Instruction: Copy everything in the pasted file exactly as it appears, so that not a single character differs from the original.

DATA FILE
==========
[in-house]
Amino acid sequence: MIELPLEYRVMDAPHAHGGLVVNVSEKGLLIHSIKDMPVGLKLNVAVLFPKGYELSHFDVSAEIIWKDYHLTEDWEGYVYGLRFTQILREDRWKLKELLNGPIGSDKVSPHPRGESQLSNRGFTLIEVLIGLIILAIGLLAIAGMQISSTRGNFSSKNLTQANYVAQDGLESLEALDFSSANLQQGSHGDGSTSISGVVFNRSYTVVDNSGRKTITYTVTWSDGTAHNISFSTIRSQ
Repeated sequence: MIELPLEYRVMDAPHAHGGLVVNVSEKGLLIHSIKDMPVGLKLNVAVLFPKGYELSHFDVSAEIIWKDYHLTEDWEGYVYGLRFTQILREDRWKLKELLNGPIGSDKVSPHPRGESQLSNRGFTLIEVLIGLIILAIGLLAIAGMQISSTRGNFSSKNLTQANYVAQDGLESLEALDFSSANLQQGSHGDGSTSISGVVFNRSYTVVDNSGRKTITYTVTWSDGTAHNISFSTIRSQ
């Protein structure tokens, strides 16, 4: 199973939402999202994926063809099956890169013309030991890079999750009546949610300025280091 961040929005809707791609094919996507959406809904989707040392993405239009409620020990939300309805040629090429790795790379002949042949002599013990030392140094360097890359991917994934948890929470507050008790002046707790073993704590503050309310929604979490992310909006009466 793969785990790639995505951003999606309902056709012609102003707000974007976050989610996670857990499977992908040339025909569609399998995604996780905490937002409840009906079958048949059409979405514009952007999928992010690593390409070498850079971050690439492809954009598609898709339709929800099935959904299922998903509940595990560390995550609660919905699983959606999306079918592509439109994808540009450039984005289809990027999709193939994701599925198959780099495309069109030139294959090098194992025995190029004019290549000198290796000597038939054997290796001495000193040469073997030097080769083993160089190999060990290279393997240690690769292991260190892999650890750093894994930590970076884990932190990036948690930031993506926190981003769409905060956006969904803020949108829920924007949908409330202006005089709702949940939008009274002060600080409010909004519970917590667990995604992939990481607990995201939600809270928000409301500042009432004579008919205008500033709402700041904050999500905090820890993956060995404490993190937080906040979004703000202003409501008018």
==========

[in-house]
Amino acid sequence: MIELPLEYRVMDAPHAHGGLVVNVSEKGLLIHSIKDMPVGLKLNVAVLFPKGYELSHFDVSAEIIWKDYHLTEDWEGYVYGLRFTQILREDRWKLKELLNGPIGSDKVSPHPRGESQLSNRGFTLIEVLIGLIILAIGLLAIAGMQISSTRGNFSSKNLTQANYVAQDGLESLEALDFSSANLQQGSHGDGSTSISGVVFNRSYTVVDNSGRKTITYTVTWSDGTAHNISFSTIRSQ
Repeated sequence: MIELPLEYRVMDAPHAHGGLVVNVSEKGLLIHSIKDMPVGLKLNVAVLFPKGYELSHFDVSAEIIWKDYHLTEDWEGYVYGLRFTQILREDRWKLKELLNGPIGSDKVSPHPRGESQLSNRGFTLIEVLIGLIILAIGLLAIAGMQISSTRGNFSSKNLTQANYVAQDGLESLEALDFSSANLQQGSHGDGSTSISGVVFNRSYTVVDNSGRKTITYTVTWSDGTAHNISFSTIRSQ
């Protein structure tokens, strides 16, 4: 199973939402999202994926063809099956890169013309030991890079999750009546949610300025280091 961040929005809707791609094919996507959406809904989707040392993405239009409620020990939300309805040629090429790795790379002949042949002599013990030392140094360097890359991917994934948890929470507050008790002046707790073993704590503050309310929604979490992310909006009466 793969785990790639995505951003999606309902056709012609102003707000974007976050989610996670857990499977992908040339025909569609399998995604996780905490937002409840009906079958048949059409979405514009952007999928992010690593390409070498850079971050690439492809954009598609898709339709929800099935959904299922998903509940595990560390995550609660919905699983959606999306079918592509439109994808540009450039984005289809990027999709193939994701599925198959780099495309069109030139294959090098194992025995190029004019290549000198290796000597038939054997290796001495000193040469073997030097080769083993160089190999060990290279393997240690690769292991260190892999650890750093894994930590970076884990932190990036948690930031993506926190981003769409905060956006969904803020949108829920924007949908409330202006005089709702949940939008009274002060600080409010909004519970917590667990995604992939990481607990995201939600809270928000409301500042009432004579008919205008500033709402700041904050999500905090820890993956060995404490993190937080906040979004703000202003409501008018």